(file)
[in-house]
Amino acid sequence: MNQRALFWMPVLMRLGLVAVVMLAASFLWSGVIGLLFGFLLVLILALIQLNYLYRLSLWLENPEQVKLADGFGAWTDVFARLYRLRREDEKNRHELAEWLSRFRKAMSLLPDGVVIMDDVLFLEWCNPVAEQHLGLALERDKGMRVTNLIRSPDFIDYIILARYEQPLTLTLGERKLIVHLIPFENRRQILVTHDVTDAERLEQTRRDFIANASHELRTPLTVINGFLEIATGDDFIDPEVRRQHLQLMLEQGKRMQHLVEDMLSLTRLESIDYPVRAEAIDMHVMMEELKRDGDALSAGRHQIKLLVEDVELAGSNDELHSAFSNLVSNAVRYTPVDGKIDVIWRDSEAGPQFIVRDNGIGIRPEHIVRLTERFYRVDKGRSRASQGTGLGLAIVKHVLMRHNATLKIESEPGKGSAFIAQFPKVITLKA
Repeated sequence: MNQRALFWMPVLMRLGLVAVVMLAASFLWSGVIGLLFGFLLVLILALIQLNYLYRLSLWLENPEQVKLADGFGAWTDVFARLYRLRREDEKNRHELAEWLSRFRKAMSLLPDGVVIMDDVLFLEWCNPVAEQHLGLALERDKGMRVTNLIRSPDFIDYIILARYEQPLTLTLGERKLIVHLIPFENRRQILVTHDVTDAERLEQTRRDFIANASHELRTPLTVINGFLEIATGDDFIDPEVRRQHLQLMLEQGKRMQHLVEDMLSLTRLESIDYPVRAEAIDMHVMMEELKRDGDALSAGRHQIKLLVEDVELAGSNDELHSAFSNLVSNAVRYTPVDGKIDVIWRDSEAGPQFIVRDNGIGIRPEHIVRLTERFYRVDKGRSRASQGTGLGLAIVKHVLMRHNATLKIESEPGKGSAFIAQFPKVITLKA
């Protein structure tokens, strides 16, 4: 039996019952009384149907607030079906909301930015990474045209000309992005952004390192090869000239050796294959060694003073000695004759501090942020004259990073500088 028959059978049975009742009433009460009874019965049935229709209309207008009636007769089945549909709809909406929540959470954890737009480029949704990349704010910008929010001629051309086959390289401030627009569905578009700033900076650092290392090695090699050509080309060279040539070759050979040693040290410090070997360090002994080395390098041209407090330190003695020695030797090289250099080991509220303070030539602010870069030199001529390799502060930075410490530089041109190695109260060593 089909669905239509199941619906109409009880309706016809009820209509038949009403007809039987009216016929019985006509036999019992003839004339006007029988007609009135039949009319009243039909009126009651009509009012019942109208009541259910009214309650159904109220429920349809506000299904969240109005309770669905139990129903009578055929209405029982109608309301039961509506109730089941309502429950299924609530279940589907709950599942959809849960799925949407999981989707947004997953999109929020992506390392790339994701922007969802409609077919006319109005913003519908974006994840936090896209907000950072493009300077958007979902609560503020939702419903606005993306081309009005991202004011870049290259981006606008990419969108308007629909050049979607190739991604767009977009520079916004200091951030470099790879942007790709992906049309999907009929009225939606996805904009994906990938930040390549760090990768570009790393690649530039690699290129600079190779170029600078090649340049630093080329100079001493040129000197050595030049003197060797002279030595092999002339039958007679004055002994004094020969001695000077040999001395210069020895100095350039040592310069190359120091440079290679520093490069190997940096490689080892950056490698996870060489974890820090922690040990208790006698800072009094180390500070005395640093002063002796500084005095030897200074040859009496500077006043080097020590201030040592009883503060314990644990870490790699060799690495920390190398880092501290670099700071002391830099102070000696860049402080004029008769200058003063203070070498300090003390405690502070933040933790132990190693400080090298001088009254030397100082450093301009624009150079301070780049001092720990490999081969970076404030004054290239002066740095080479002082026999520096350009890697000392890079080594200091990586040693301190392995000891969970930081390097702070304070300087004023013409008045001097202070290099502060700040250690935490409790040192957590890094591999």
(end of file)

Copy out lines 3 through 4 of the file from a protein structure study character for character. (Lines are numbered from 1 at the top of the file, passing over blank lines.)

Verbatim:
Repeated sequence: MNQRALFWMPVLMRLGLVAVVMLAASFLWSGVIGLLFGFLLVLILALIQLNYLYRLSLWLENPEQVKLADGFGAWTDVFARLYRLRREDEKNRHELAEWLSRFRKAMSLLPDGVVIMDDVLFLEWCNPVAEQHLGLALERDKGMRVTNLIRSPDFIDYIILARYEQPLTLTLGERKLIVHLIPFENRRQILVTHDVTDAERLEQTRRDFIANASHELRTPLTVINGFLEIATGDDFIDPEVRRQHLQLMLEQGKRMQHLVEDMLSLTRLESIDYPVRAEAIDMHVMMEELKRDGDALSAGRHQIKLLVEDVELAGSNDELHSAFSNLVSNAVRYTPVDGKIDVIWRDSEAGPQFIVRDNGIGIRPEHIVRLTERFYRVDKGRSRASQGTGLGLAIVKHVLMRHNATLKIESEPGKGSAFIAQFPKVITLKA
């Protein structure tokens, strides 16, 4: 039996019952009384149907607030079906909301930015990474045209000309992005952004390192090869000239050796294959060694003073000695004759501090942020004259990073500088 028959059978049975009742009433009460009874019965049935229709209309207008009636007769089945549909709809909406929540959470954890737009480029949704990349704010910008929010001629051309086959390289401030627009569905578009700033900076650092290392090695090699050509080309060279040539070759050979040693040290410090070997360090002994080395390098041209407090330190003695020695030797090289250099080991509220303070030539602010870069030199001529390799502060930075410490530089041109190695109260060593 089909669905239509199941619906109409009880309706016809009820209509038949009403007809039987009216016929019985006509036999019992003839004339006007029988007609009135039949009319009243039909009126009651009509009012019942109208009541259910009214309650159904109220429920349809506000299904969240109005309770669905139990129903009578055929209405029982109608309301039961509506109730089941309502429950299924609530279940589907709950599942959809849960799925949407999981989707947004997953999109929020992506390392790339994701922007969802409609077919006319109005913003519908974006994840936090896209907000950072493009300077958007979902609560503020939702419903606005993306081309009005991202004011870049290259981006606008990419969108308007629909050049979607190739991604767009977009520079916004200091951030470099790879942007790709992906049309999907009929009225939606996805904009994906990938930040390549760090990768570009790393690649530039690699290129600079190779170029600078090649340049630093080329100079001493040129000197050595030049003197060797002279030595092999002339039958007679004055002994004094020969001695000077040999001395210069020895100095350039040592310069190359120091440079290679520093490069190997940096490689080892950056490698996870060489974890820090922690040990208790006698800072009094180390500070005395640093002063002796500084005095030897200074040859009496500077006043080097020590201030040592009883503060314990644990870490790699060799690495920390190398880092501290670099700071002391830099102070000696860049402080004029008769200058003063203070070498300090003390405690502070933040933790132990190693400080090298001088009254030397100082450093301009624009150079301070780049001092720990490999081969970076404030004054290239002066740095080479002082026999520096350009890697000392890079080594200091990586040693301190392995000891969970930081390097702070304070300087004023013409008045001097202070290099502060700040250690935490409790040192957590890094591999």